One of the highlights of Northeastern University researcher Dr. Tracy L. Waters’ review of fourth and fifth grade science classrooms using the KnowAtom curriculum is a shift in both teaching methods and belief in what students can achieve together. Dr. Waters evaluated classrooms using Next Generation Science Standards (NGSS) led by teachers who had been teaching the KnowAtom curriculum for at least two years and who ranged in teaching experience from 2 to 25 years.
According to KnowAtom co-founder Francis Vigeant, the hands-on science curriculum is designed to shift the cognitive-load in the student learning process from teachers onto students. By giving students a more hands-on leadership role in their own learning process, KnowAtom puts teachers in the position of coach and facilitator, rather than lecturer. Students are given more flexibility to discover and learn concepts on their own. In Waters’ study, teachers reported a shift in their own understanding of the different processes, practices, and ‘correct answers’ that can result from collaborative science investigation.
This ‘release of responsibility’ was one of the hardest things to achieve in the change to next generation science instruction, the study’s teachers reported. Each acknowledged spending less time lecturing in front of the classroom, in some instances reporting that 60% of time pre-KnowAtom had been spent that way. Teachers also said that giving students a greater voice resulted in more engagement and cooperative learning. Administrators acknowledged major changes in teaching practices as well, reporting that “the biggest change… seen in the teachers is with letting go and moving the control over to the students, allowing students to struggle just enough, and then coaching them toward understanding.”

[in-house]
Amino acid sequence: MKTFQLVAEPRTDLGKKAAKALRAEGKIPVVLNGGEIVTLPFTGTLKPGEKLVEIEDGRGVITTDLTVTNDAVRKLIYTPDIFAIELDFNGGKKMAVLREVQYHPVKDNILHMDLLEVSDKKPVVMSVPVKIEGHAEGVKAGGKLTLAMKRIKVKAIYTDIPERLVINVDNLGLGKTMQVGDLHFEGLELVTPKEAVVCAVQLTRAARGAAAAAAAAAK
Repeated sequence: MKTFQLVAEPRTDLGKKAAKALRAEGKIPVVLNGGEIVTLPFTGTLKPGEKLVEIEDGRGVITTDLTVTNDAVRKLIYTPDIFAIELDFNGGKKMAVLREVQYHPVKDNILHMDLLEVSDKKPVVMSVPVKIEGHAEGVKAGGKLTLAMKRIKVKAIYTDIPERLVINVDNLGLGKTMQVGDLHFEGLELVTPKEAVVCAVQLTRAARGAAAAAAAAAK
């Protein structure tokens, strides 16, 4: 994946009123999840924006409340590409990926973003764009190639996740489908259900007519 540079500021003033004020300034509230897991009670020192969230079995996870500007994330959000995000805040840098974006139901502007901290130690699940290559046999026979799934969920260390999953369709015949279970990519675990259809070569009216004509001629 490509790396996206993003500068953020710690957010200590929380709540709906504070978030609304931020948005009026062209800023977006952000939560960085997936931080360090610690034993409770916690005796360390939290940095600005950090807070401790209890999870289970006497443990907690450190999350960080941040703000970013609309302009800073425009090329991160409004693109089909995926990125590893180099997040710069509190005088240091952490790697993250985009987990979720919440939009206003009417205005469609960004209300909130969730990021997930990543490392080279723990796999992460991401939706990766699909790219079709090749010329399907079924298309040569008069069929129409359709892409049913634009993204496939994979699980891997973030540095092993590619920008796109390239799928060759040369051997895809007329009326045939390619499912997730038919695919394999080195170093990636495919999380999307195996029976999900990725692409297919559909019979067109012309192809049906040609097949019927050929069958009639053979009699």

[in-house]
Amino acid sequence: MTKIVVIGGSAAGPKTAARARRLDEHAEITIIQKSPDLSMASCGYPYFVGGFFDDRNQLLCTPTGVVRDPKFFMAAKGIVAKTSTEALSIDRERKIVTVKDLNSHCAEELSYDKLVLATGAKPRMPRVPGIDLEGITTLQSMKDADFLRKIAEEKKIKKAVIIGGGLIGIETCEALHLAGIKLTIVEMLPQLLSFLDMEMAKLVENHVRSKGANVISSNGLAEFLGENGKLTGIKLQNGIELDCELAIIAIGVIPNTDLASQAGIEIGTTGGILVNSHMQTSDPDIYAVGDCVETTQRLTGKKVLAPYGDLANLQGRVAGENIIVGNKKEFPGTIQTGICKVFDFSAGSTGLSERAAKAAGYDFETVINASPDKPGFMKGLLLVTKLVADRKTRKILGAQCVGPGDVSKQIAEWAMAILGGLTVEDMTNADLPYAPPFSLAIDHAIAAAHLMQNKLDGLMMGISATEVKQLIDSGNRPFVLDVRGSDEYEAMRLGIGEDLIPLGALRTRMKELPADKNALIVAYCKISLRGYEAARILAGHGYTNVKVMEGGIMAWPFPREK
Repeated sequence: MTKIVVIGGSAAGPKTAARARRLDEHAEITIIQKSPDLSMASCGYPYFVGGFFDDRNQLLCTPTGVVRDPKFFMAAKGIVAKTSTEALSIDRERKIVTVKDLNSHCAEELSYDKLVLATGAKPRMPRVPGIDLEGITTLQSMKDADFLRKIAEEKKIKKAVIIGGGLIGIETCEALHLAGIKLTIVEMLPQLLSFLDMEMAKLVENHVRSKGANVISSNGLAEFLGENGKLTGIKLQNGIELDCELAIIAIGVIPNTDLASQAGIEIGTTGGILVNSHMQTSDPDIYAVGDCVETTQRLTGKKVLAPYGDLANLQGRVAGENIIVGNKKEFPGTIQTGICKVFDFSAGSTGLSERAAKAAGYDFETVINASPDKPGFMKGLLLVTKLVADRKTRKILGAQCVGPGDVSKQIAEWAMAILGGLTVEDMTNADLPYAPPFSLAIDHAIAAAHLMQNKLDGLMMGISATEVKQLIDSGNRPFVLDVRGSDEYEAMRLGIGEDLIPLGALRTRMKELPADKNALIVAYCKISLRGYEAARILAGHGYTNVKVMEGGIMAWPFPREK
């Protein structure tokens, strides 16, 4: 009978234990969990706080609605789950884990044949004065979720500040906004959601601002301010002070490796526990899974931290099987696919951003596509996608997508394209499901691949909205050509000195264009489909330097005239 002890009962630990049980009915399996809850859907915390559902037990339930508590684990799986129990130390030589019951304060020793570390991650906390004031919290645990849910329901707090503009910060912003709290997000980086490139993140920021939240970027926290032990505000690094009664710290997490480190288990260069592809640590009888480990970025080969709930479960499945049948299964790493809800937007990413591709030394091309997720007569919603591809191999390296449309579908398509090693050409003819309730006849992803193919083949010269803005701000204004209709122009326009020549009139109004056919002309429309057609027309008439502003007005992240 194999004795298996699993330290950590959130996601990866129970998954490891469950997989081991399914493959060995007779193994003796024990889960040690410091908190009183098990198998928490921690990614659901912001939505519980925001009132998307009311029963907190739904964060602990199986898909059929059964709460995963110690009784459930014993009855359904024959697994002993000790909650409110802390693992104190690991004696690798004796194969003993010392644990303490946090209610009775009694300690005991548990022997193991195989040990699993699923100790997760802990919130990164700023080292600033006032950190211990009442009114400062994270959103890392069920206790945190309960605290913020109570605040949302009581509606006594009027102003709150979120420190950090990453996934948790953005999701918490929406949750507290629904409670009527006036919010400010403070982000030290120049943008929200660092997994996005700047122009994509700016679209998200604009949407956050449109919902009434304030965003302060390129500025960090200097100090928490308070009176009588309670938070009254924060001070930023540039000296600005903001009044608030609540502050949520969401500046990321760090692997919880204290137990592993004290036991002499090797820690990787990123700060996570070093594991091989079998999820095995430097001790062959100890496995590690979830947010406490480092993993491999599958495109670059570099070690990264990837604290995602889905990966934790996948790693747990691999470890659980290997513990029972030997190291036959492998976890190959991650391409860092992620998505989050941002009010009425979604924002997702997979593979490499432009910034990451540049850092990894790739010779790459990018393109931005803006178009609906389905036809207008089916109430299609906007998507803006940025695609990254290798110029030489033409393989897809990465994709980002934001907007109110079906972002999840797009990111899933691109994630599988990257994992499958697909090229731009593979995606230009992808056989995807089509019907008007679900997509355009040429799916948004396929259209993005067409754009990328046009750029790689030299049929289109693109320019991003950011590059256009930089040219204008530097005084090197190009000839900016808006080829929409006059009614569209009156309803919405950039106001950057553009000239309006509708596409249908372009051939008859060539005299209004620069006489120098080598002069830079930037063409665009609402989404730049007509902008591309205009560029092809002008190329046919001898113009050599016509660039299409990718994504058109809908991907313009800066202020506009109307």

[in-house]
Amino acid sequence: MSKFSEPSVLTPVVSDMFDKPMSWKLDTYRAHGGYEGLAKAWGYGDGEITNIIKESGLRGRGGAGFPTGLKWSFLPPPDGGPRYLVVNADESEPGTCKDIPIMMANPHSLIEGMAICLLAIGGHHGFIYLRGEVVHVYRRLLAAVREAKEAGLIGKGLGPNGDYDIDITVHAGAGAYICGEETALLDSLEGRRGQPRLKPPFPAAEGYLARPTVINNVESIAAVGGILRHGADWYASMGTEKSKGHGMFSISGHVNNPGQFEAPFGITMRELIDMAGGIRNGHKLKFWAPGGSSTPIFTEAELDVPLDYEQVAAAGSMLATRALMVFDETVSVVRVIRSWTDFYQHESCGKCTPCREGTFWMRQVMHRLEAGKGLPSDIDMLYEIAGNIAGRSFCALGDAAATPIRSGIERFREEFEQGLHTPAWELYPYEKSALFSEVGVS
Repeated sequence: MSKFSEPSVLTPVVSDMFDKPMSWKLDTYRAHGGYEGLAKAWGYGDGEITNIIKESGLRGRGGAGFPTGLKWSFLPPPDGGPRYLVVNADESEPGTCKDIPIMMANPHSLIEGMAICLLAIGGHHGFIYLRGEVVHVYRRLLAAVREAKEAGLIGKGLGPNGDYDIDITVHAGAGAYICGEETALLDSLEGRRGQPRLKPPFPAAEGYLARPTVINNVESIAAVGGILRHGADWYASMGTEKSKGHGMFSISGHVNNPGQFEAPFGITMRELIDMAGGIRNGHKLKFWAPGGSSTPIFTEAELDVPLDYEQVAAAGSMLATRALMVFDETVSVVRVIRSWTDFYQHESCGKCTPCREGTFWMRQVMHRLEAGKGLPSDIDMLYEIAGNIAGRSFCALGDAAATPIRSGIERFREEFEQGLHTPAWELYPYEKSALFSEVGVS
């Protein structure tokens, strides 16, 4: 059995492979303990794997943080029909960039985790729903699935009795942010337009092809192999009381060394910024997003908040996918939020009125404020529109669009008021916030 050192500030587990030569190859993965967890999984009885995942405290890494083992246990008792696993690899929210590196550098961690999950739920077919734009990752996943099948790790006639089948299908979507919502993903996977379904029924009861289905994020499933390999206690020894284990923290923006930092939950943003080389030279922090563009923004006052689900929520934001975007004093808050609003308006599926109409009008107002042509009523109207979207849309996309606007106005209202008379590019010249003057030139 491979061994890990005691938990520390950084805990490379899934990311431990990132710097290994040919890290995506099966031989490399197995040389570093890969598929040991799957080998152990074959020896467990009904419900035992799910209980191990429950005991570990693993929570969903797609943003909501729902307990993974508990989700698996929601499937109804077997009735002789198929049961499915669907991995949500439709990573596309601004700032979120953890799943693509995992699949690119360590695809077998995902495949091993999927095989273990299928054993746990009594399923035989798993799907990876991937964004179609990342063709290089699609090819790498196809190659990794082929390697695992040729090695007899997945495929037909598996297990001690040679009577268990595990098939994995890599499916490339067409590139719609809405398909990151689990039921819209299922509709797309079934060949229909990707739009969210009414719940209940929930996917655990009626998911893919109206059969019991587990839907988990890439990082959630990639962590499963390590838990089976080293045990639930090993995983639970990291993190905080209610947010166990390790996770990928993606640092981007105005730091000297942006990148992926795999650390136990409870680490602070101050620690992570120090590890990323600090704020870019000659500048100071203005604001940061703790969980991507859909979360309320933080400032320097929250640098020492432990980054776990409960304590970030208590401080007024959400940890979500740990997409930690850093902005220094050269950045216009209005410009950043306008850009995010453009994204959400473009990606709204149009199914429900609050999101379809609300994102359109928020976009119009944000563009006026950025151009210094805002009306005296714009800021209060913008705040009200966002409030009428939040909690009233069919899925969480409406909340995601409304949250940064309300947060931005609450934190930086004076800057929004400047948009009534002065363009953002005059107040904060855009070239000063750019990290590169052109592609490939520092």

One of the ways teachers gave students a stronger leadership role in the classroom was engaging them in Socratic seminars. By engaging students in reflective discussions of their own understanding of key concepts, the KnowAtom curriculum helps strengthen 21st century career skills, including critical thinking, communication, and collaboration. In addition, students accomplish more reading and writing in the science classroom, use vocabulary words in context, and model concepts in real life situations, rather than just memorization and recall.
One fourth grade teacher shared that she uses prompts called sentence frames provided by KnowAtom like “I’m wondering” or “I’m also thinking” to help spur student discussion when it stalls. Using the Socratic method also helped her students “learn to wait their turn” as they actively participated in classroom debates. Teachers who admitted they had been fearful at the start of using the new curriculum, especially of giving students more responsibility, reported feeling amazed and astonished at how much the students accomplished together, including thinking of ways to solve problems that the teacher would never have considered.
Another study participant engaged in KnowAtom's science professional development and shared her method for encouraging active student participation in classroom discussions. This teacher chose half of the students for an inner circle and half situated outside in a larger circle. The students selected for the inner circle came prepared to report on specific topics, with the outer circle prepared to ask questions. Together, the students led the discussion, generated active dialogue and investigation into core concepts, and discovered new ways of thinking about concepts together.
Implementing the KnowAtom curriculum also resulted in more collaboration with colleagues, according to one study participant. This teacher reported reaching out to literacy colleagues for help improving her own instructional methods on teaching nonfiction texts. Introducing reading and writing activities into her science classroom was not something she had trained for or experienced before implementing KnowAtom. After implementing it, she shared “KnowAtom has wonderful books, great vocabulary, really good investigations, excellent open-response questions, helping [students] prepare for their writing. It definitely has the science, technology, engineering, and math. It just covers everything.”